Bottomless Pits, as the name suggests, are holes in the ground or "pits" that are incredibly deep and appear to be bottomless. Legends of bottomless pits occur internationally. Frequently legends of bottomless pits describe strange phenomena associated with the pit, such as strange voices and creatures emerging.
The Koba Superdeep Borehole in Russia is the deepest vertical point attained by human endeavor on land, while the Challenger Deep, at 36,070 feet, is the deepest known point below sea level.
From a physics perspective a truly bottomless pit connecting two antipodes on terra firma would propel anyone who entered it from end of the earth to the other in an infinite loop, likely causing them to be crushed against the sides of the hole. The term "bottomless" is colloquial, as no living witness exists who has entered one of these pits.
In folklore there are many examples of these and similar phenomena such as Stairways to Hell. Urban legends of Endless Elevators and locations such as Michigan Blue Hell could be said to refer to bottomless pits in urban settings. In fiction bottomless pits appear in two postmodern novels, The Tunnel and House of Leaves.
The phenomenon manifests as a hole in the earth that is abnormally deep. Sometimes these holes are massive and appear to be ancient and artificial such as the famous Mel's Hole, while others are comparatively smaller, appearing in backyards, such as the Californian epidemic of "self-burying hoses" in the 1950s.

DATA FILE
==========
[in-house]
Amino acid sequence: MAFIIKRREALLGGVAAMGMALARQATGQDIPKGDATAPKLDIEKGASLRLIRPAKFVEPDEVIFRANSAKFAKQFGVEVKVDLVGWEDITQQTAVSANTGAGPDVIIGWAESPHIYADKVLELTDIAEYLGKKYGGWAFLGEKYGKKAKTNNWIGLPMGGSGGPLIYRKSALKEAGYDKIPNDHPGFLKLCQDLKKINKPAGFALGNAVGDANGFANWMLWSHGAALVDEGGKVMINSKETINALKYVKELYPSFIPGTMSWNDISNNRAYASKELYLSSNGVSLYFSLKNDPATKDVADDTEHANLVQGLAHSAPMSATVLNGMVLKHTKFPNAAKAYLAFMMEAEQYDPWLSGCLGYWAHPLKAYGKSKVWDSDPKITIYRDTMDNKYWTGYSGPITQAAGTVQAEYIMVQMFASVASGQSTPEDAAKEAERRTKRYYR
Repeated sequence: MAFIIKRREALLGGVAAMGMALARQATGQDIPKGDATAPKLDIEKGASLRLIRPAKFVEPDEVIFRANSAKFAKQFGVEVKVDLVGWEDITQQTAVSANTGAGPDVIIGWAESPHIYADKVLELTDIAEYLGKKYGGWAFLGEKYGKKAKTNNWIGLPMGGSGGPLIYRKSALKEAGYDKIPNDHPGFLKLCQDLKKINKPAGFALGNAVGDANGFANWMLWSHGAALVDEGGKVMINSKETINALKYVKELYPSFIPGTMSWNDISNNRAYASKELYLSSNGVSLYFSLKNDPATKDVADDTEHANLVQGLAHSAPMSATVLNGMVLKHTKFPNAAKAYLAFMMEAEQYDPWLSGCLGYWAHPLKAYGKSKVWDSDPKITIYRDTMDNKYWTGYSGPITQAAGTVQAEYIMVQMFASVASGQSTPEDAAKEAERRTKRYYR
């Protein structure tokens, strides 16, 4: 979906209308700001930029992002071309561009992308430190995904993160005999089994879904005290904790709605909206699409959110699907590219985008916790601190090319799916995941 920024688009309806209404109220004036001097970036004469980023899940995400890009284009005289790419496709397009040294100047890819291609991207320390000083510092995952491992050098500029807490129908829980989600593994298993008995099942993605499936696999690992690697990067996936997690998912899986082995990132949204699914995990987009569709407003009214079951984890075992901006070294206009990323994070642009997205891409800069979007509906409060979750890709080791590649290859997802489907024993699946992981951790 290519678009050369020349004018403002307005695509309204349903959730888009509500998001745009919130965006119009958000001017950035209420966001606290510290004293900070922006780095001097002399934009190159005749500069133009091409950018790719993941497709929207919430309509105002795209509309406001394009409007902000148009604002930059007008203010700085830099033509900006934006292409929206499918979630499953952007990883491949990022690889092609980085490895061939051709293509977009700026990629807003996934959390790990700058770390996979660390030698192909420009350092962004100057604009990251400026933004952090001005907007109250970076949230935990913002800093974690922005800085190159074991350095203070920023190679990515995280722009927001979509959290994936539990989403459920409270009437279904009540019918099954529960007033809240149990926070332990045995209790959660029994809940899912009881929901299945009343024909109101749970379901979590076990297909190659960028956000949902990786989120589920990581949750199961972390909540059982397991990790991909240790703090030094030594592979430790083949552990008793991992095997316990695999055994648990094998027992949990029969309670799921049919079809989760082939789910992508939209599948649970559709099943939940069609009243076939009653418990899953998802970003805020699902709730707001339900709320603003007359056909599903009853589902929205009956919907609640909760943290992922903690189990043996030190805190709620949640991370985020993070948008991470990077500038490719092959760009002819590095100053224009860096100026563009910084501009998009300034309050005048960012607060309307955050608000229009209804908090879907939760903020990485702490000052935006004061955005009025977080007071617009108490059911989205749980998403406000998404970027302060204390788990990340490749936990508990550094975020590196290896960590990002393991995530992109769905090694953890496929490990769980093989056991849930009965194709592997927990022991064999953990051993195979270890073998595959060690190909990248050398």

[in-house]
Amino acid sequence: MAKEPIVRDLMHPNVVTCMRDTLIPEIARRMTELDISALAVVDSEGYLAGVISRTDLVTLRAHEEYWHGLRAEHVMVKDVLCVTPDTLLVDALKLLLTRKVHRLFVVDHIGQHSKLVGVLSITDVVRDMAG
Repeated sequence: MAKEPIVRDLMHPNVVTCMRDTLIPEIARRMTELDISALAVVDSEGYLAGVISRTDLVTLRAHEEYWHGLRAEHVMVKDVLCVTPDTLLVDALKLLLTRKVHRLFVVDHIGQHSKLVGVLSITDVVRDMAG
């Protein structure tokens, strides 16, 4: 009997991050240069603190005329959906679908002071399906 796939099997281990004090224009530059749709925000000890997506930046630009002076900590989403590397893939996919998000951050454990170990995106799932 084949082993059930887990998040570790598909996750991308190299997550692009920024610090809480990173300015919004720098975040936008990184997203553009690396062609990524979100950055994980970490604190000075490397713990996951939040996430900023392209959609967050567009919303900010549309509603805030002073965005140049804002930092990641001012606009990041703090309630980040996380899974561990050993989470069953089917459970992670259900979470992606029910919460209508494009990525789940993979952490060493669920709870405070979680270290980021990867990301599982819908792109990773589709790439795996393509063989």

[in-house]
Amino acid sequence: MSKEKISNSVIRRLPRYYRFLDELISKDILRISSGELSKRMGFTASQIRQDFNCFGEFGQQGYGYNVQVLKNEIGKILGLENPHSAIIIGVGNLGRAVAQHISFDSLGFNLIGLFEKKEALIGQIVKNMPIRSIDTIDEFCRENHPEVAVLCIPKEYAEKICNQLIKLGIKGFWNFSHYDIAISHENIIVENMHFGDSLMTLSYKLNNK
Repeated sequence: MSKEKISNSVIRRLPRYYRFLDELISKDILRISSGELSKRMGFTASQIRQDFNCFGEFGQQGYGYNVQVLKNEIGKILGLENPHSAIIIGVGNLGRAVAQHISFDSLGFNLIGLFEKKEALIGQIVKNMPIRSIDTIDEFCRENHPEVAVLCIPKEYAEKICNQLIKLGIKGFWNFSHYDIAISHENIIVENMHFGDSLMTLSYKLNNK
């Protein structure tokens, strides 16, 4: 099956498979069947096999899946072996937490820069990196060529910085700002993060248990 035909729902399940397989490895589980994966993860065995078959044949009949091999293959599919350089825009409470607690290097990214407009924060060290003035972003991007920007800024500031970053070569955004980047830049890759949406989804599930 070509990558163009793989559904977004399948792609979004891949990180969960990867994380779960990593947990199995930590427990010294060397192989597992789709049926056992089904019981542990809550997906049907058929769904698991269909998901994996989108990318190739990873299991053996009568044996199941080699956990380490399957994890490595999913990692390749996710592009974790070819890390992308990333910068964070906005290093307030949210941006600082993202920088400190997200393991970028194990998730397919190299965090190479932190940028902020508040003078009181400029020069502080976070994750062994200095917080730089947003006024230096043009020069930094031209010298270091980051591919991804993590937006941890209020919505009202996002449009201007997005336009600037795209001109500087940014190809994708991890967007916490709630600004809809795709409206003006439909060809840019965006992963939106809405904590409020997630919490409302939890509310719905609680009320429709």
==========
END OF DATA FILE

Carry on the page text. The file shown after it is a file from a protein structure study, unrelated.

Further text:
Bottomless pits are said to be deeper than any nearby cave systems. Things thrown into the holes are never seen again and no impact thuds or sounds are heard indicating a bottom.
Some pits are made by humans, such as the apocryphal Soviet "Well to Hell" expedition. Stories like these have a clear myhtical-religious dimension. The Well to Hell hoax was in fact propagated by Christian eschatology groups in Russia before being picked up by American tabloids. The punishment of human efforts to transcend earthly boundaries is a common mythological theme, seen in the Biblical account of the Tower of Babel. A popular medieval tradition concerns submariners who descend to forbidden depths of the ocean subjected to horrible visions, and by a voice which booms: "Fathom me and I will swallow you."
The bottomless pit narrative often includes strange sounds, supernatural properties (such as returning dead things to life) and strange creatures, cryptic signs which suggest the hole represents the limits of reality, breaching the boundaries of which would be a severe transgression. In the story of Mel's Hole a sheep lowered into the hole becomes host to a bizarre creature and subsequently dies of cancer. Government agencies seek to obscure Mel's discovery and ultimately force him off his land.
There aren't many explanations as to what the phenomenon could be. Theories include:
- Exaggeration of pit depth
- Openings to unknown cave systems, secret military bases, ancient ruins or even a Hollow Earth.
- An extreme or otherwise paranormal phenomena, such as a wormhole, an entrance into another dimension or reality
- An organic opening implying a subterranean creature or that the earth itself seeks to digest the content sof the surface world through such "mouths", a-la the Keplerian concept of telluris anima.